All Stories, General Fiction

Braelin Cordelis by Tom Sheehan

It did not come with electricity or a smash of static on the air, but it was there. Braelin Cordelis, five minutes into the darkness of a new day, a streetlight’s glow falling through his window like a subtle visitor, was caught on the edge of his chair. Knowledge flowed to him, information of a most sublime order, privacy, intimacy, all in one slow sweep of the air; his grandson was just now, just this minute, into this world, his only grandson. He could feel him, that child coming, making way his debut into the universe, and his name would be Shag. And for this life he and Shag would be in a mysterious and incomprehensible state of connection. This, in the streetlight’s glow, in the start of a new day though dawn not yet afoot, he was told.

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All Stories, General Fiction

Testing the Waters  by Fred Vogel

My Uncle Jonathan was a wonderful writer and an even better storyteller. By that I mean he was gifted with a vivid imagination when recounting events from his colorful past. How much of his writing was accurate has always been up for debate. But if only half of what he swore to be the truth were true, the man lived a rich and fortunate life.

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All Stories, Historical, Short Fiction

A World of Wars by Andrew Schley

In the heart of the Argonne Forest, Private Henry Johnson stood in his foxhole with Needham Roberts. They were both on sentry duty, watching for any enemy movement. It had been quiet most of the day, and so Needham took this silence as an invitation to run his mouth like usual.

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All Stories, Fantasy, General Fiction

Snakes & Lasses by Christopher Stanley

Jock’s folding his pyjamas back under his pillow when he hears it. A low, growling hiss. His twin daughters are elsewhere, probably playing in the walls, so it’s just him and the mannequin dressed as his wife in the bedroom. He’s searching for the source of the noise when the duvet shifts on the bed. It’s a slight movement, like wind-ruffled marram grass, but it’s something. Carefully, he pulls back the covers, revealing the green and yellow-chevroned scales of a king cobra.

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All Stories, General Fiction, Short Fiction

The One with the Limp by R.C. Capasso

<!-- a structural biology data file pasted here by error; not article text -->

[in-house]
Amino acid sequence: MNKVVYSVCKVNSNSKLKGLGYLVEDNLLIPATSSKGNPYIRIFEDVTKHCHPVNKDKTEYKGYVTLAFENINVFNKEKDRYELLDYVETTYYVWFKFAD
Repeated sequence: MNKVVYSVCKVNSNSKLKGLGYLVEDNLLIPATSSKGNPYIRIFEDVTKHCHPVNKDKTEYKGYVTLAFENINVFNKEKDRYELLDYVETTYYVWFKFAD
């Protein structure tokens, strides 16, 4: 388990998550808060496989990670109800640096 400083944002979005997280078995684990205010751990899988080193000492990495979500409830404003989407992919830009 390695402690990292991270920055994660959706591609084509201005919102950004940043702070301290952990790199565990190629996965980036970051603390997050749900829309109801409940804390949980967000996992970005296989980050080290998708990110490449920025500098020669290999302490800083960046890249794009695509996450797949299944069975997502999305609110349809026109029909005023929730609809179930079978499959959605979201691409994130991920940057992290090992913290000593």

Enrique studied the faces around the table. The purchase committee dispensed their limited resources with utmost care. It was no surprise that the investment in another “staff” member should arouse such discussion.  They didn’t object to using androids in schools, especially in the internment facilities, where the headcounts of students exceeded all conscionable limits. Within the southeast sector alone, an android already functioned efficiently as a janitor and two, female in aspect, doled out cafeteria food.  The machine vetting the kids’ thin, government-issued bags at the building entrance possessed some enhanced intelligence.  Three monitored the scrappy stretch of ground called a play area. But to order one with a limp, for the lower grades…

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All Stories, General Fiction

Lessons by Gigi Papoulias

The first time the piano teacher walked up the two flights to our apartment, my mother rushed to help him. “Thank you, but I can manage,” he said as he tap-tapped his way up.  He wore the thickest glasses I had ever seen. His eyeballs, massive behind the lenses, wobbled and darted – not quite focused on anything in particular. Tallish and round, he always wore a suit. His big shoes were shiny. Before he even entered the room, I could smell his cologne – heavy and manly. When he opened his mouth to speak, he sounded airy, womanly. Sometimes, when I’d play, he’d sing along in a shrilly opera-singer voice.   I’M a yankee doodle dan-DEE…

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All Stories, Historical

Shooting Stars in the Skies over the Somme, August 1916 by Barbara Buckley Ristine

When the German artillery finally ceased firing around sunset, Jack’s neck and shoulders slowly relaxed; he hadn’t realized he’d been tensing them all that time. The relentless shelling had forced his company to hunker in the trenches for over forty-eight hours. Now the silence unnerved him. The shelling could resume at any time, but the officers sent word that the men should rest as best they could.

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All Stories, Latest News, Short Fiction

Moses, Stevie Wonder And A Hundred Pieces Of Pish

Week 146 is a very special posting for me. It’s my hundredth. I started at week 46 so that makes 101 but Nik covered for me when I was on holiday.

It’s strange trying to get your head around the inclusive numbers so that 46-146 is actually 101. It’s like the days of the year, I still can’t work out why we have 365 (Forget the leap years.) There are fifty two weeks and there are seven days in a week so that adds up to 364. It must be a bank holiday that employers don’t tell us about and more importantly, don’t pay us for!

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All Stories, Crime/Mystery/Thriller, Short Fiction

Beige by Megan Denese Mealor

We went as far as his car would take us, driving past the smoking blue mountains of north Georgia and Tennessee, the hickory sweetness invading the cracked leather of our 1995 Chevrolet Cavalier, which was an indistinguishable red-brown-orange depending on which angle you looked at it from. We sped through the once-treasured nightmare of Detroit, the neglected chaotic sunset of Dallas. Yellowstone, freshly scorched and withered from its latest cleansing.

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